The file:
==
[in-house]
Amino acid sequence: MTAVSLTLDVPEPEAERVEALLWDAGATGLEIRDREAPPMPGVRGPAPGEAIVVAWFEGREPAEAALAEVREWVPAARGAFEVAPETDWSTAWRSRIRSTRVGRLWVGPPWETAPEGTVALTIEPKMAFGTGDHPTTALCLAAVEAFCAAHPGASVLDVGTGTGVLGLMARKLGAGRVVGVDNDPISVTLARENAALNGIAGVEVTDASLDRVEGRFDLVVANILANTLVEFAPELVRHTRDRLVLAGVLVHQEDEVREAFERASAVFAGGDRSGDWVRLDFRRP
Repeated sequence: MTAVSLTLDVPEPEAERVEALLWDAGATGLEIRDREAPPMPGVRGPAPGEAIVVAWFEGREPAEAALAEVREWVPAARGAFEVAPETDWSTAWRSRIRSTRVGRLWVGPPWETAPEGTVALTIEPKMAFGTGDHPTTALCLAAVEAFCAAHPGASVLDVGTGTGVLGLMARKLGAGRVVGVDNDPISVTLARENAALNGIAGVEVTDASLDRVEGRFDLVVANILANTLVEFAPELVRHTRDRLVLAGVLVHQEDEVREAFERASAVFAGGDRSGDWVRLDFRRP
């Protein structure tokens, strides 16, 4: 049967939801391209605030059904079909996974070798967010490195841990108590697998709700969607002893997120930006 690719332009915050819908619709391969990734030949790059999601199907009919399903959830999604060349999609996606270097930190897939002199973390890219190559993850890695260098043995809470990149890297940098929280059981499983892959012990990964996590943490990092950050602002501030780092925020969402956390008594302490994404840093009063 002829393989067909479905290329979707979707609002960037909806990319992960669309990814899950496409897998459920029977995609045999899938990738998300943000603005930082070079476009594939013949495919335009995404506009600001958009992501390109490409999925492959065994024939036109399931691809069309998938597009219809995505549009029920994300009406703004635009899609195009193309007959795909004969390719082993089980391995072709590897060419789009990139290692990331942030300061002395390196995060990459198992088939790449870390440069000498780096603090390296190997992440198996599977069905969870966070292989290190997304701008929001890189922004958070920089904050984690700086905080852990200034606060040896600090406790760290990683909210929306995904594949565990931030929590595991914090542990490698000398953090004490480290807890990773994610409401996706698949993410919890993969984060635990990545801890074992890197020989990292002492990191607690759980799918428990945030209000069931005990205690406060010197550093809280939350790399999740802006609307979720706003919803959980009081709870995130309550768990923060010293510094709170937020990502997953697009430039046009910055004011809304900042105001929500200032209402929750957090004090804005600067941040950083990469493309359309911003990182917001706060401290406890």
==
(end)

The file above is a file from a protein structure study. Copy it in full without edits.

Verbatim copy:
[in-house]
Amino acid sequence: MTAVSLTLDVPEPEAERVEALLWDAGATGLEIRDREAPPMPGVRGPAPGEAIVVAWFEGREPAEAALAEVREWVPAARGAFEVAPETDWSTAWRSRIRSTRVGRLWVGPPWETAPEGTVALTIEPKMAFGTGDHPTTALCLAAVEAFCAAHPGASVLDVGTGTGVLGLMARKLGAGRVVGVDNDPISVTLARENAALNGIAGVEVTDASLDRVEGRFDLVVANILANTLVEFAPELVRHTRDRLVLAGVLVHQEDEVREAFERASAVFAGGDRSGDWVRLDFRRP
Repeated sequence: MTAVSLTLDVPEPEAERVEALLWDAGATGLEIRDREAPPMPGVRGPAPGEAIVVAWFEGREPAEAALAEVREWVPAARGAFEVAPETDWSTAWRSRIRSTRVGRLWVGPPWETAPEGTVALTIEPKMAFGTGDHPTTALCLAAVEAFCAAHPGASVLDVGTGTGVLGLMARKLGAGRVVGVDNDPISVTLARENAALNGIAGVEVTDASLDRVEGRFDLVVANILANTLVEFAPELVRHTRDRLVLAGVLVHQEDEVREAFERASAVFAGGDRSGDWVRLDFRRP
């Protein structure tokens, strides 16, 4: 049967939801391209605030059904079909996974070798967010490195841990108590697998709700969607002893997120930006 690719332009915050819908619709391969990734030949790059999601199907009919399903959830999604060349999609996606270097930190897939002199973390890219190559993850890695260098043995809470990149890297940098929280059981499983892959012990990964996590943490990092950050602002501030780092925020969402956390008594302490994404840093009063 002829393989067909479905290329979707979707609002960037909806990319992960669309990814899950496409897998459920029977995609045999899938990738998300943000603005930082070079476009594939013949495919335009995404506009600001958009992501390109490409999925492959065994024939036109399931691809069309998938597009219809995505549009029920994300009406703004635009899609195009193309007959795909004969390719082993089980391995072709590897060419789009990139290692990331942030300061002395390196995060990459198992088939790449870390440069000498780096603090390296190997992440198996599977069905969870966070292989290190997304701008929001890189922004958070920089904050984690700086905080852990200034606060040896600090406790760290990683909210929306995904594949565990931030929590595991914090542990490698000398953090004490480290807890990773994610409401996706698949993410919890993969984060635990990545801890074992890197020989990292002492990191607690759980799918428990945030209000069931005990205690406060010197550093809280939350790399999740802006609307979720706003919803959980009081709870995130309550768990923060010293510094709170937020990502997953697009430039046009910055004011809304900042105001929500200032209402929750957090004090804005600067941040950083990469493309359309911003990182917001706060401290406890």